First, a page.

Throughout the turquoise waters of the Florida Keys there is a large diversity of saltwater fishing. Among the many types of fishing, one of the big draws is wreck fishing – particularly off the coast of Key West. Over the years upwards of 20 wrecks have gone down in the shallow waters surrounding the island creating artificial reefs that are a haven for fish large and small.

Where did the wrecks come from?

The wrecks surrounding Key West include ships dating back to the 1600’s – old slave ships lost to the perilous sea, ships from WWII era that were lost to mine fields and torpedos during target practice, several ships lost in the hurricane of 1919, and a collection of ships sunk intentionally to create artificial reefs. The ships sunk as artificial reefs provide a new habitat to promote reef growth as well as a structure to provide protection for those fish seeking safety from the open ocean.

What fish are on the wrecks?

In the Atlantic Ocean the wrecks range from all depths, but the better wreck fishing is typically in the 150-250 foot range. On these wrecks fishermen target yellowtail snapper, mutton snapper, grouper and pelagics like sailfish, tuna, mahi-mahi, king mackerel, cero mackerel, sharks and wahoo. In the Gulf the wrecks are in much shallower water ranging from 15-40 feet. On these shallower wrecks fisherman hope to catch cobia, king mackerel permit, gag grouper, red grouper, black grouper, mangrove snapper and sharks. For each species of fish there are different seasons, size requirements, and bait preferences.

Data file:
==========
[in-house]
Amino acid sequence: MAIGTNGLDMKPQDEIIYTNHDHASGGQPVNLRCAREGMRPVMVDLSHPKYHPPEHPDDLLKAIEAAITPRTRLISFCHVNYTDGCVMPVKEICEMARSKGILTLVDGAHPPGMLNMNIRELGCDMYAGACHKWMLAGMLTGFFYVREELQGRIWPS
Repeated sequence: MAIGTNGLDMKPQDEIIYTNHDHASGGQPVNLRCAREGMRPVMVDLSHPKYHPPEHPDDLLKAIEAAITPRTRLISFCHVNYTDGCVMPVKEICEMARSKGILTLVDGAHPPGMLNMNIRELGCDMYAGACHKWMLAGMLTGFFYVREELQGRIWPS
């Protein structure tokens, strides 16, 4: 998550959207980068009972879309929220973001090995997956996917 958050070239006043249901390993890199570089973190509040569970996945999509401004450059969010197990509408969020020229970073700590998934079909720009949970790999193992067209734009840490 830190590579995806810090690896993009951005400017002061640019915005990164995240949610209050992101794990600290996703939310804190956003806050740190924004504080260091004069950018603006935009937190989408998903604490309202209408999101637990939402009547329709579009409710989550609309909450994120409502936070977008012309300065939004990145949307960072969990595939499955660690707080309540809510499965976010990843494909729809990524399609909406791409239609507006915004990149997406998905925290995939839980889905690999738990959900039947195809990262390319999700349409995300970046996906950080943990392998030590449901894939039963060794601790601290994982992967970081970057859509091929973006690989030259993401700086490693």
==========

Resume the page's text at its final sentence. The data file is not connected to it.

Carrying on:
For all wrecks live bait is preferable. Pilchards are great for snapper, grouper, and amberjack. They can be hooked and dropped as bait or more preferably hit against the boat to stun and thrown in the water to sink in a state of glitter and confusion thus attracting big, hungry, curious fish. Pinfish are also advantageous when targeting snapper, mutton, and grouper. They are hooked in the stomach or between the eyes and sent down as live bait. They are bigger and stronger than pilchards and tend to survive longer. Blue runners are good when fishing for pelagic fish, big grouper and sharks. Live blue crab is used when the objective is to snag a permit. Squid is candy to a cobia, but they will also readily go for live shrimp and crabs.


In the Gulf of Mexico there are numerous sunken steel barges, some in only 30 feet of water, that always produce good fishing. Cobia tend to hang around these barges and wrecks, and are great fun to catch as they put up a good, typically longer fight. Sometimes they are difficult to catch because of the large number of sharks also hanging around the barges looking for an easy meal. While it can be frustrating to get your catch stolen by a shark, it’s always fun to see!

Getting out to the wrecks is just one of the many ways to fish down here in Key West, but sure to produce a wide variety of fish, hopefully with fights to remember!